What really triggers a gout attack?


Quick Answer

The formation of needle-shaped crystals of uric acid in the joints and surrounding tissue causes inflammation and intense pain in the affected joint, which is the chief symptom of gout. Uric acid comes from purines, which the body normally flushes out unless consumption is excessive, notes Mayo Clinic.

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Full Answer

Normally, the blood dissolves uric acid, sending it through the kidneys as part of urine; however, there are times when the body generates too much uric acid or the kidneys do not get rid of enough. The excess acid crystallizes, settling in joints and surrounding tissue, causing the painful outbreaks that typify gout, explains Mayo Clinic.

Gout occurs in three stages, states WebMD. Many people go through the first stage without knowing it because there are no symptoms other than elevated levels of uric acid. In some people, the excess acid leads to kidney stones before symptomatic gout occurs.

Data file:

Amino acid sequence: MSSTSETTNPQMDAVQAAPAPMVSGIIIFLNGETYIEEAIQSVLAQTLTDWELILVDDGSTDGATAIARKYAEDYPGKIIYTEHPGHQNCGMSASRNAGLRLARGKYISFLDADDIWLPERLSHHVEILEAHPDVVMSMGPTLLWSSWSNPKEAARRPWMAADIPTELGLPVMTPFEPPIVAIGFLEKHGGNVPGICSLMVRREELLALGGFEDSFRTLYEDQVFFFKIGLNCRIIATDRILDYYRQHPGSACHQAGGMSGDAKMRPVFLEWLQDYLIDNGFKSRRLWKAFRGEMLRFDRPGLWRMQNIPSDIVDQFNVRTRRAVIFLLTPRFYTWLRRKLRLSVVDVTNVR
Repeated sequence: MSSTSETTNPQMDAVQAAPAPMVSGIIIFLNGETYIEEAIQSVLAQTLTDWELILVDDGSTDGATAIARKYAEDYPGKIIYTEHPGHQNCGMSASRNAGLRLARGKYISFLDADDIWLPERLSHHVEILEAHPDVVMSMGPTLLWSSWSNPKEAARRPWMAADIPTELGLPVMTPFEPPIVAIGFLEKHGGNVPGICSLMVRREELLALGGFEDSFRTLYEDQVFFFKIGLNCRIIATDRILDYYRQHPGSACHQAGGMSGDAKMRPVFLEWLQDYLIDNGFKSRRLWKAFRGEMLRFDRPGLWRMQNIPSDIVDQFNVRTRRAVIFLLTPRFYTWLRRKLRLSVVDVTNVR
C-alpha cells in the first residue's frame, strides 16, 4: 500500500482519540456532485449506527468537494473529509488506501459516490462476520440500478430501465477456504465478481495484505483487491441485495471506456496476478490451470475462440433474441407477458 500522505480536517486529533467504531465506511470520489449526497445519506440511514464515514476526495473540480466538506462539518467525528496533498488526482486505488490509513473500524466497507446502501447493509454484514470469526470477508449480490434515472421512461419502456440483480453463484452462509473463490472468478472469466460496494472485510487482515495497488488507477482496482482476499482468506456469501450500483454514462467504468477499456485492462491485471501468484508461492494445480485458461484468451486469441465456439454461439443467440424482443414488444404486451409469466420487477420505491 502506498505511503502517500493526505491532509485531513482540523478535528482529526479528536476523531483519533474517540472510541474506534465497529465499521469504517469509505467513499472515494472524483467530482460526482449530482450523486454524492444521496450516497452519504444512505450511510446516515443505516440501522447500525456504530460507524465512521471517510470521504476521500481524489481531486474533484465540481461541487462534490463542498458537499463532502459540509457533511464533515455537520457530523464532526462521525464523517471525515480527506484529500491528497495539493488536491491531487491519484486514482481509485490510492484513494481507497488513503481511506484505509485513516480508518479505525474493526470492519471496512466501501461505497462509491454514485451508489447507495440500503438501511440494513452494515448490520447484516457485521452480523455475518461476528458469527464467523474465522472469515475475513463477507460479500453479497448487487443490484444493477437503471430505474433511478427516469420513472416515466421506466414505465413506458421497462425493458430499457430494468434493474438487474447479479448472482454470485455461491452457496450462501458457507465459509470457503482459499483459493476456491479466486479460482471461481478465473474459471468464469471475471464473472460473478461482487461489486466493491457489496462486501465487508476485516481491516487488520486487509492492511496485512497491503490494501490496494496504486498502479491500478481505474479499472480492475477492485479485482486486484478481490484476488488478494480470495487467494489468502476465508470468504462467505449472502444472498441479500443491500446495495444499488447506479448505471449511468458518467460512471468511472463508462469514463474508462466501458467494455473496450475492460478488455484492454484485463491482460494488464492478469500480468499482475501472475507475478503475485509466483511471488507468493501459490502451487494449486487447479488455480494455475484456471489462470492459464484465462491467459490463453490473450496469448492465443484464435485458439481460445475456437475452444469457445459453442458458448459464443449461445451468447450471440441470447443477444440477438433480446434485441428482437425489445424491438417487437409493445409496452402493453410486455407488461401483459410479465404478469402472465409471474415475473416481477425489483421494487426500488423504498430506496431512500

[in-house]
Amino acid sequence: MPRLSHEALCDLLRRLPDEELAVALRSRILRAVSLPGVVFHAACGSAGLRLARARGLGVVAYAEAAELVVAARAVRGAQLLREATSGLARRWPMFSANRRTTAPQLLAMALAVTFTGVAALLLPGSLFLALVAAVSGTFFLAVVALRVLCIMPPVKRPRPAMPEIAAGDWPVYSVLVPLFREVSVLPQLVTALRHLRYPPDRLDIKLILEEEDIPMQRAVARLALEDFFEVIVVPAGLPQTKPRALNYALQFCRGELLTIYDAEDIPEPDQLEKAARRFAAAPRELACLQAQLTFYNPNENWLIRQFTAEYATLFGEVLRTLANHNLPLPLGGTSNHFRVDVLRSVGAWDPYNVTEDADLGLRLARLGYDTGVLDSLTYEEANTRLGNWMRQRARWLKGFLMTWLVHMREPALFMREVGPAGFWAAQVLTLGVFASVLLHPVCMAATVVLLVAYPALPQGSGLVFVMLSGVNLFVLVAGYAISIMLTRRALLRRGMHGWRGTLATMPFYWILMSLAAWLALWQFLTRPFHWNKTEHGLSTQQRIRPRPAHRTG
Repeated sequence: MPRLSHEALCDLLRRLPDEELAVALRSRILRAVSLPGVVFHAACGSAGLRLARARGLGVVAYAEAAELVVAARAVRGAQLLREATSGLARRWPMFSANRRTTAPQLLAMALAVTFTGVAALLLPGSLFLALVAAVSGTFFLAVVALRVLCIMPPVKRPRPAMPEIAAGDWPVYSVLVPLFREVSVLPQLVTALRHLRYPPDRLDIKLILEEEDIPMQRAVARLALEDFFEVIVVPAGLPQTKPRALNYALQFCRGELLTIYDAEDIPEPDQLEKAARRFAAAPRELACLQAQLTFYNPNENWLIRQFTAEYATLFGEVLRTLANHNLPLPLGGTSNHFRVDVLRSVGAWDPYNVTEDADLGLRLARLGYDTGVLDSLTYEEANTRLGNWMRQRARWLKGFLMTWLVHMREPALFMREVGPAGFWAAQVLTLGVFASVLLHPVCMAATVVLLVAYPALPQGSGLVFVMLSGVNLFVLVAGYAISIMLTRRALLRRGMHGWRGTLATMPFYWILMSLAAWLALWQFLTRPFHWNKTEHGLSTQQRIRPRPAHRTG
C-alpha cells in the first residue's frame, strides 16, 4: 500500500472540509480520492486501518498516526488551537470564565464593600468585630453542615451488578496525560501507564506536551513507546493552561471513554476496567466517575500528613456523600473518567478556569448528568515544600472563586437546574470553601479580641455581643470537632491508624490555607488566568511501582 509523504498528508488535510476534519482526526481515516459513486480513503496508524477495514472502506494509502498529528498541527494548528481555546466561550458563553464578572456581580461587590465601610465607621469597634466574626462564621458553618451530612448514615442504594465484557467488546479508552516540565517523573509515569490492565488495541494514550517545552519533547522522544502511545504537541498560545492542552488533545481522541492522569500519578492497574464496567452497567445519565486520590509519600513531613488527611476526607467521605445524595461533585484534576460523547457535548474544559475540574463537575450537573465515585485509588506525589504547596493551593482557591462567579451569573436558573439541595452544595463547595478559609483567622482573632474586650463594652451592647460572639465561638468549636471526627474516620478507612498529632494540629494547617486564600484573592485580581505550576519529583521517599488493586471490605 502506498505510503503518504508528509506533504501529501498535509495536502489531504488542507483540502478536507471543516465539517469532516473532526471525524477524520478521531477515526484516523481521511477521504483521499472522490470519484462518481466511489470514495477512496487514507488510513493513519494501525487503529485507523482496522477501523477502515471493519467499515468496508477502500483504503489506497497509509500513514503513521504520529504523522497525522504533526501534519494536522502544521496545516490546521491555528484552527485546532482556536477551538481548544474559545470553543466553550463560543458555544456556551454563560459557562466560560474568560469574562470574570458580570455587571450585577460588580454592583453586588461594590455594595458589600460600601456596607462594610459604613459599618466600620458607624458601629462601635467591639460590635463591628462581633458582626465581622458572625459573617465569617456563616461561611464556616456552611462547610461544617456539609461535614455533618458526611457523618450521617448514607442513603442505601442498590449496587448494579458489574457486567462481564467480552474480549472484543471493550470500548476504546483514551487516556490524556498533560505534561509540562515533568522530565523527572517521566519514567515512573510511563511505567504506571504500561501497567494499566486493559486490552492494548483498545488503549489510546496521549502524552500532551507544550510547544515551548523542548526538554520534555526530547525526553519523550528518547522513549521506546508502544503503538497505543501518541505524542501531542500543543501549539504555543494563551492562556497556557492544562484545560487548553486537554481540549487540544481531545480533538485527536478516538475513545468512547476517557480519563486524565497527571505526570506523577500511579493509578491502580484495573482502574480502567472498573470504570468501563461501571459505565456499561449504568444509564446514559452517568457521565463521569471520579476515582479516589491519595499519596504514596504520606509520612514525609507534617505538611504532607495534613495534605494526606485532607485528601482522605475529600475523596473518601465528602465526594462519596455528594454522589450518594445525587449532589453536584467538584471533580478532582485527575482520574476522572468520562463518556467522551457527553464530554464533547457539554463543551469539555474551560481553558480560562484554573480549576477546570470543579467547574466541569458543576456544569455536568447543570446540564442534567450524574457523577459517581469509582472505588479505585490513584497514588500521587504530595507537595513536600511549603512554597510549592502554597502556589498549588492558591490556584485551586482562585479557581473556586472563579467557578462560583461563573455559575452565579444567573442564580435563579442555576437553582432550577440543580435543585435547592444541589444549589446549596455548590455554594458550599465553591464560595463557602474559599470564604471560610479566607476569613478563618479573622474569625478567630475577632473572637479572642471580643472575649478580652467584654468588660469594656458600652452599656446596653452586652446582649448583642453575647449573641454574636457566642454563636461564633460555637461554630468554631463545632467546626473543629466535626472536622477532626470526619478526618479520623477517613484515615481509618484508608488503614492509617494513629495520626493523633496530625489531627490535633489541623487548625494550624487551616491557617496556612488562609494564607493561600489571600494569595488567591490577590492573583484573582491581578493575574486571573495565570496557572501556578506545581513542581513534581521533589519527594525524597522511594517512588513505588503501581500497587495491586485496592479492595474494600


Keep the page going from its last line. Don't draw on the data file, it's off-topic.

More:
The second stage involves crystal formation, generally in one big toe, states WebMD. This stage involves cycling between pain in the joint and normal levels of feeling. Over time, the painful periods last longer, become more intense, and spread to multiple joints.

The third stage involves the formation of nodules known as tophi beneath the skin, and the pain can remain constant. Without treatment, the tophi spread to the cartilage of the outer ear or to tissues of affected joints. Progressive stages of crippling can result, although this is rare because most patients seek treatment at earlier stages, according to WebMD.

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